The goal is to build connection through listening and establishing shared goals. Having a basic knowledge about your counterpart’s goals and vision, and spending time in advance building a solid case for how you align and create value in those spaces, will help you be prepared and confident.

Tip #2: Be observant and flexible

The person you’re negotiating with will likely do or say several things during the transaction that will clue you into how they’re feeling. Body language and vocal tonality are great indicators as to whether or not a conversation is leaning in your favor. Rely on these indicators as opportunities to modify your approach for the remainder of the discussion.

Tip #3: Use strategic bargaining

An effective negotiator makes everyone involved feel like they’re gaining something, and you can achieve this by adding wiggle room to your goal through Ackerman bargaining. This is a negotiation strategy attributed to ex-CIA agent Mike Ackerman, and it relies on an offer-counteroffer system.

The strategy works by setting an anchor at 65% of your goal amount, then working up to 85%, 95%, and 100% of your goal (if necessary) through a series of compromises. It also works in reverse for the specific example of negotiating a salary. Here’s how.

The setup.

You’re in talks with Kate, the hiring manager at XYZ, Inc., about a potential new job. You’ve already done the appropriate research and identified your ideal salary package as $70,000 a year with two weeks of paid vacation. Since we’re working backwards in this scenario, you want to add 35% to your goal and set your anchor there: $94,500 annually. Pro tip: let Kate be the first to say a number; if it’s comfortably above your target, further negotiation isn’t necessary.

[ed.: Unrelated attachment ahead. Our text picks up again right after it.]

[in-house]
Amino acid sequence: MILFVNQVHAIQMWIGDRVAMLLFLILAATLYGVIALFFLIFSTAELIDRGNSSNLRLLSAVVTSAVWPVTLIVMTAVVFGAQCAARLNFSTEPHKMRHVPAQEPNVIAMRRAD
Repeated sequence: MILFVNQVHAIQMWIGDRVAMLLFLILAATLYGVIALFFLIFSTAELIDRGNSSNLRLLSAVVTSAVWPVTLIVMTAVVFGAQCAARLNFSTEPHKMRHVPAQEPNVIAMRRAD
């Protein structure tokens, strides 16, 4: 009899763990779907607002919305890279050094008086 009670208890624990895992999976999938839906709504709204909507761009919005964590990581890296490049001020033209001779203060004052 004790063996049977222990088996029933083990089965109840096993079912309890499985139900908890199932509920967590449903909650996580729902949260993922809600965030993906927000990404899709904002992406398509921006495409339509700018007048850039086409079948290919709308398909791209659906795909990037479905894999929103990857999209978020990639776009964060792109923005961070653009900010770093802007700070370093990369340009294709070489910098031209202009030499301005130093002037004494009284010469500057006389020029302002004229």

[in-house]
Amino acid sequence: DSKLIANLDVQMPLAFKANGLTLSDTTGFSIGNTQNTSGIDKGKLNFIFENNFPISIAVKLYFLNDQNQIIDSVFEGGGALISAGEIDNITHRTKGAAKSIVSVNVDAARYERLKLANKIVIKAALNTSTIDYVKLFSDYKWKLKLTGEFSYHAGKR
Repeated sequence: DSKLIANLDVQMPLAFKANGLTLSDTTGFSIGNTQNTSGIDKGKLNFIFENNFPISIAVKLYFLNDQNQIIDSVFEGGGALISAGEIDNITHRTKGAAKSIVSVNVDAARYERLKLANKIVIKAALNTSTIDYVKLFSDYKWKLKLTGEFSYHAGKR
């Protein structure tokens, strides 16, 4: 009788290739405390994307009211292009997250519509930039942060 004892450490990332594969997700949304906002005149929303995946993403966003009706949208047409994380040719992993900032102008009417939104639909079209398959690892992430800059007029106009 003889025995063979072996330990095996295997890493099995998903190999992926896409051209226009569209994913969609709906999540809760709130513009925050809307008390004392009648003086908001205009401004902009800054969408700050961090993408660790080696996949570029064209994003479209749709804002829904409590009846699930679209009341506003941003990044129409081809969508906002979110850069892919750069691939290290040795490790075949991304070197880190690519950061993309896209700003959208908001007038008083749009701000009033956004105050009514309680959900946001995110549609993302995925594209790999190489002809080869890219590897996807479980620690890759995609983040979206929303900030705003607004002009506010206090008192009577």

Initial offer.

Kate tells you the salary for the role is $65,000 a year with three weeks of paid vacation. Respectfully show dissatisfaction with the offer and suggest that research has shown that $94,500 is more appropriate for the role’s responsibilities in your geographic area. This initial offer is likely to be rejected as it’s well above your target; don’t be discouraged.

Counter offer.

Kate amicably tells you XYZ’s salary budget can’t accommodate that number. However, she counters with $72,000 and use of the company gym. This number is now above your ideal salary and includes a fringe benefit. You could end the discussion here or counter with $80,500 (15% over your target) and finally $73,500 (5% over your target). Keep in mind you now have two negotiables to use as leverage: the company gym and the additional week of paid vacation.

Put on your best performance.

Ackerman bargaining depends on how credible you seem, so “sell” your situation. You should appear to be doing everything you can to strike an amicable deal.

Tip #4: Close with confidence

Seal the deal in these steps:

  • Once you’ve reached an agreement, get your counterpart to verbally confirm the details.
  • Then, ask about next steps and timing.
    • Who else needs to approve the deal?
    • Is there a contract to sign?
    • When will the terms of the deal go into effect?
  • Make sure there’s as little room as possible for the deal to fall through.

Regardless of the situation, be patient and thoughtful in all negotiations. Your counterpart must feel respected and appreciated, so lean into your communication skills by listening with empathy and speaking in a clear and friendly manner. Remember that the best negotiators make everyone feel like they’ve walked away with a good deal.